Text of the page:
This week in Welsh politics has been one of the most turbulent in recent memory. It started with a routine reshuffle of an already secure Welsh Labour Government. It ended with a tragic death, accusations of sleaze, and Wales’ political leaders facing an unanticipated barrage of criticism.
At first the reshuffle seemed uneventful enough. Carwyn Jones, approaching a decade as First Minister, appeared to be sensibly seeking to shore up the succession. New talent was promoted in the form of Hannah Blythyn, Eluned Morgan and Huw Irranca Davies, with Lord Elis Thomas, now sitting as an Independent, also being brought into Government.
But things soon started to unravel. The Communities Secretary and AM for Alyn and Deeside, Carl Sargeant, was sacked and suspended from the Labour Party due to unspecified allegations about his conduct. Any hope that the Senedd, as a younger and, arguably, more forward-looking institution than the Houses of Parliament, might be immune from the sexual harassment scandal proved futile.
Then on Tuesday, events took an even darker turn. Mr Sargeant was found dead at his home in North Wales. He had apparently taken his own life – without, it is claimed, ever knowing the exact nature of the allegations against him.
Cardiff Bay was sent reeling by the news. Senedd business was cancelled as a mark of respect. Having sacked Mr Sargeant just days before, Carwyn Jones described his former colleague’s death as a ‘great loss to our party and to the Senedd’. Other politicians lined up to pay tribute. Having looked in an impregnable position since Welsh Labour’s strong performance in the June General Election, Carwyn Jones suddenly found himself and his party under attack for their treatment of the former Communities and Children Secretary.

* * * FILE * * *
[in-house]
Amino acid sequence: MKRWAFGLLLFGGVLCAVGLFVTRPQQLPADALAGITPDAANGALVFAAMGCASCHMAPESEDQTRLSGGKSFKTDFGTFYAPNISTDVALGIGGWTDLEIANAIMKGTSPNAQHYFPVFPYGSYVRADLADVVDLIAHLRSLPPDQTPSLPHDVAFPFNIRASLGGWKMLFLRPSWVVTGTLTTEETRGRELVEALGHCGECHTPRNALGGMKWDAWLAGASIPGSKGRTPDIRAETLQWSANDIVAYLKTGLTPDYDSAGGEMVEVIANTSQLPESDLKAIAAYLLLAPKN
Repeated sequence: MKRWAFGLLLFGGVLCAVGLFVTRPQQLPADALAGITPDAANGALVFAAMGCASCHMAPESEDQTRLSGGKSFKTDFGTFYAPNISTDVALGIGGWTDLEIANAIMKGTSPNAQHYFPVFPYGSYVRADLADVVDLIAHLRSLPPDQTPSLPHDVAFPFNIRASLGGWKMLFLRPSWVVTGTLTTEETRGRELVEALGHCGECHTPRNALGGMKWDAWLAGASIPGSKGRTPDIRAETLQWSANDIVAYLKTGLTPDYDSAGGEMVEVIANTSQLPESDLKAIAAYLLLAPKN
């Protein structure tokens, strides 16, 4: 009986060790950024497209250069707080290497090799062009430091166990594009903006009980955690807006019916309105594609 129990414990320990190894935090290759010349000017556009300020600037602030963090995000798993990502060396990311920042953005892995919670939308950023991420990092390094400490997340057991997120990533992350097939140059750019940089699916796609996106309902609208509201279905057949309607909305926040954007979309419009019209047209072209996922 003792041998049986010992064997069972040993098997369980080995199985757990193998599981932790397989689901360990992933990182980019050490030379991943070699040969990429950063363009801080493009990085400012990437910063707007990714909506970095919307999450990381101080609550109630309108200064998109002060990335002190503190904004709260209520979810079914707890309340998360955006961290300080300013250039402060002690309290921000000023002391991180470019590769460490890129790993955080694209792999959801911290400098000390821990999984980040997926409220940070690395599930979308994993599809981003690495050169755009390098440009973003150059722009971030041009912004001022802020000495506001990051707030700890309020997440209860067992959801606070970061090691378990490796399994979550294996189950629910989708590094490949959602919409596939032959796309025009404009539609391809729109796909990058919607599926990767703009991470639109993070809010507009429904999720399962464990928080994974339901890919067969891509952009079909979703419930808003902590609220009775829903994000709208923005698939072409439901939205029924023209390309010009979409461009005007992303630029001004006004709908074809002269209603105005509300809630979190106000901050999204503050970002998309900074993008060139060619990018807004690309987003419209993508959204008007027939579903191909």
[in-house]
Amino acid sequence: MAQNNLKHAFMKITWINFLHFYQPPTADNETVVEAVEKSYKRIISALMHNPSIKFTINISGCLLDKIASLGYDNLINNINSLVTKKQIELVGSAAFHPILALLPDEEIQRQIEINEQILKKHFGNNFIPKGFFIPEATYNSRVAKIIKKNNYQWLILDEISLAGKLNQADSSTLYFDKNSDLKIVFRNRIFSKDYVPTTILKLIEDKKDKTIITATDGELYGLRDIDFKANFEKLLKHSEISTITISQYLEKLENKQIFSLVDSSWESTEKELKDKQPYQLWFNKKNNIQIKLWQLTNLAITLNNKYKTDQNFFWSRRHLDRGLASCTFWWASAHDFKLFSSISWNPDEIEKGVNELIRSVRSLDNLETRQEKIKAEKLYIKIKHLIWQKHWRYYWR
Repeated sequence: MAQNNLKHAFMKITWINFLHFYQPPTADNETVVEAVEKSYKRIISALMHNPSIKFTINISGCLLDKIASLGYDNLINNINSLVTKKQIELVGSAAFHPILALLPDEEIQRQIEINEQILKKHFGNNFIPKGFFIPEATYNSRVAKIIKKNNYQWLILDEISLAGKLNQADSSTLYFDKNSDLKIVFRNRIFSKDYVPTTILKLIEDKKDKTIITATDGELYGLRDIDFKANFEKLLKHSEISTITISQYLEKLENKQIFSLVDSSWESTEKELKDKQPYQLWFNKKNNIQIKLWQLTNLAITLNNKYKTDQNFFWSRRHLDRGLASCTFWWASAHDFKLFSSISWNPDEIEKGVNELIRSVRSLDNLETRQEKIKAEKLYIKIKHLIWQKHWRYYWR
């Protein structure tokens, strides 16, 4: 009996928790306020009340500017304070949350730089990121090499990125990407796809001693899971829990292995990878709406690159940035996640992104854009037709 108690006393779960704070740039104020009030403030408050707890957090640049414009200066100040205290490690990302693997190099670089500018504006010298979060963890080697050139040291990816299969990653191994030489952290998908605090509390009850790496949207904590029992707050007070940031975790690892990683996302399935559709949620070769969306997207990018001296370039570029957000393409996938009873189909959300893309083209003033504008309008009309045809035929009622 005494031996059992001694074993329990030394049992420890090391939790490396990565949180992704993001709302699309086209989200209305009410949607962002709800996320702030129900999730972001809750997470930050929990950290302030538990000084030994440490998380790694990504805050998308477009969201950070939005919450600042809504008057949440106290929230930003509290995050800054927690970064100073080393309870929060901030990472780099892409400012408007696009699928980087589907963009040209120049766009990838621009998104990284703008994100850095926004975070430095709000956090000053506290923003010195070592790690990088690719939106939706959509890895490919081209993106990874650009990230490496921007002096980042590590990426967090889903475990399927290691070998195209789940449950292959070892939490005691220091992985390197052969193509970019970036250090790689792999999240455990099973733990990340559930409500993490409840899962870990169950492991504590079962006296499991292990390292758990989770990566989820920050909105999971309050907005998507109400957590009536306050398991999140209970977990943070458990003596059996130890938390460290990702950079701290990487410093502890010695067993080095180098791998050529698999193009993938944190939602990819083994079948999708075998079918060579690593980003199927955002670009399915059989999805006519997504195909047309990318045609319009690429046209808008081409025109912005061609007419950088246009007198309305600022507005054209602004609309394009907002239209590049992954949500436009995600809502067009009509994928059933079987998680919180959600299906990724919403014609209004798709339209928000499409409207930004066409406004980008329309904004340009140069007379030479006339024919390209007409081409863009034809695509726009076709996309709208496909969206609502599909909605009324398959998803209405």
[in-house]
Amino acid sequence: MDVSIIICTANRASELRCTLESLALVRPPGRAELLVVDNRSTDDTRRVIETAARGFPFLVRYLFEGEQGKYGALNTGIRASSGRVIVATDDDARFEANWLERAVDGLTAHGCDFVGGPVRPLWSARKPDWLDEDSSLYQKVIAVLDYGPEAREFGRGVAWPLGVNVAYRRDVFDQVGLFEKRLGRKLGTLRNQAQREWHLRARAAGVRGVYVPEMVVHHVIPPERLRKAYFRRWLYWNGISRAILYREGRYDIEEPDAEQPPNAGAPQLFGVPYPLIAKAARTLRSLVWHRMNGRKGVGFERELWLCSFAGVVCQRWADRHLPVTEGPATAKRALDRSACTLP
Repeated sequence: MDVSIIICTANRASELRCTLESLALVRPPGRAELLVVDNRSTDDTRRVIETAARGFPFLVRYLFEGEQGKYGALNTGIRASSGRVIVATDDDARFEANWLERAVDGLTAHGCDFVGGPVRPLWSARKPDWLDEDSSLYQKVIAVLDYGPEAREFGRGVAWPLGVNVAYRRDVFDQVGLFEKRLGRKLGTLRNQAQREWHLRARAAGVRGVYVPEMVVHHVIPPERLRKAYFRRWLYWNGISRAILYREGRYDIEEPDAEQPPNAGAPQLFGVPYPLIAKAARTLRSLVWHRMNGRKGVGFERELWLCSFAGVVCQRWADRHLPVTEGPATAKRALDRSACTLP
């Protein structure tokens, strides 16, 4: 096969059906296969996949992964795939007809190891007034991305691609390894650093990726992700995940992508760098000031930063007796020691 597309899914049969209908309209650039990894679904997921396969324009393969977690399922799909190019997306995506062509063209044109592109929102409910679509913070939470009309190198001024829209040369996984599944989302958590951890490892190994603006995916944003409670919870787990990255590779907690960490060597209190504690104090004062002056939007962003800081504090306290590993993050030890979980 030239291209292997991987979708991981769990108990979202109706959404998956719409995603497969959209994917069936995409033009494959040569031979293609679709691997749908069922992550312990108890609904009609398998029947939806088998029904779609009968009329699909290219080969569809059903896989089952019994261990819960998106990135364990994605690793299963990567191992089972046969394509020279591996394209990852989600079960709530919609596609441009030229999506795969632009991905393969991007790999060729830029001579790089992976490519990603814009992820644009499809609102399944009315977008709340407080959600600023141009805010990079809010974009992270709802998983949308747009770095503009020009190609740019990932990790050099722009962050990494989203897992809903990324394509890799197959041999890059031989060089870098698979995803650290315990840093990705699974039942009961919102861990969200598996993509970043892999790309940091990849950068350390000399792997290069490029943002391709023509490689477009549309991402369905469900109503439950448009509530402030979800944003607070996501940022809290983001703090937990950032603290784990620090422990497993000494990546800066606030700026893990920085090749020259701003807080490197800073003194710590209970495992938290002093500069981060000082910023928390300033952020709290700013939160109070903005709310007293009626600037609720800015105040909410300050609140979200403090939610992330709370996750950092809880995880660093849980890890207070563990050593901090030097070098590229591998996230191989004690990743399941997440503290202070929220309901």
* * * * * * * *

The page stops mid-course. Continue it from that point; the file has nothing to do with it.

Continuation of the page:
With Labour colleagues openly questioning the First Minister’s handling of the allegations, and UKIP threatening to call a vote of no confidence in his leadership, Carwyn Jones was forced into addressing the media on Thursday to justify his actions. In a highly charged and visibly emotional statement to the press, the First Minister affirmed that he “did all that I could to make sure everything was being done by the book” and that he had no alternative but to take the action that he did.
We will most likely never know what combination of circumstances ultimately drove Carl Sargeant to kill himself. We must also hope that this week’s tragic events do not deter further harassment victims from having the courage to come forward.
But the handling of this issue has raised important questions – for politicians across the spectrum, the media, and all of us who take part in public discourse. Should those accused have the right to anonymity? Should they be entitled, as Jeremy Corbyn has suggested, to some form of pastoral care? Should the police have been involved, if the allegations were as serious as has been implied? What happened to ‘innocent until proven guilty’? Many will be asking whether, if Mr Sargeant had been shown the same respect in the last week of his life that he was in death, he might still be with us today.
There is an important lesson to be learnt from this desperately sad week in Cardiff Bay. Not every politician is a Teflon-coated automaton, able to shrug off a scandal. Not every up and coming political staffer can weather inappropriate behaviour from their seniors with impunity in the name of career advancement. Whatever their failings, those who work in political life are as human as the rest of us. Ignore that, and the price - for the individuals involved, their families, and for our public life as a whole - could be heavy indeed.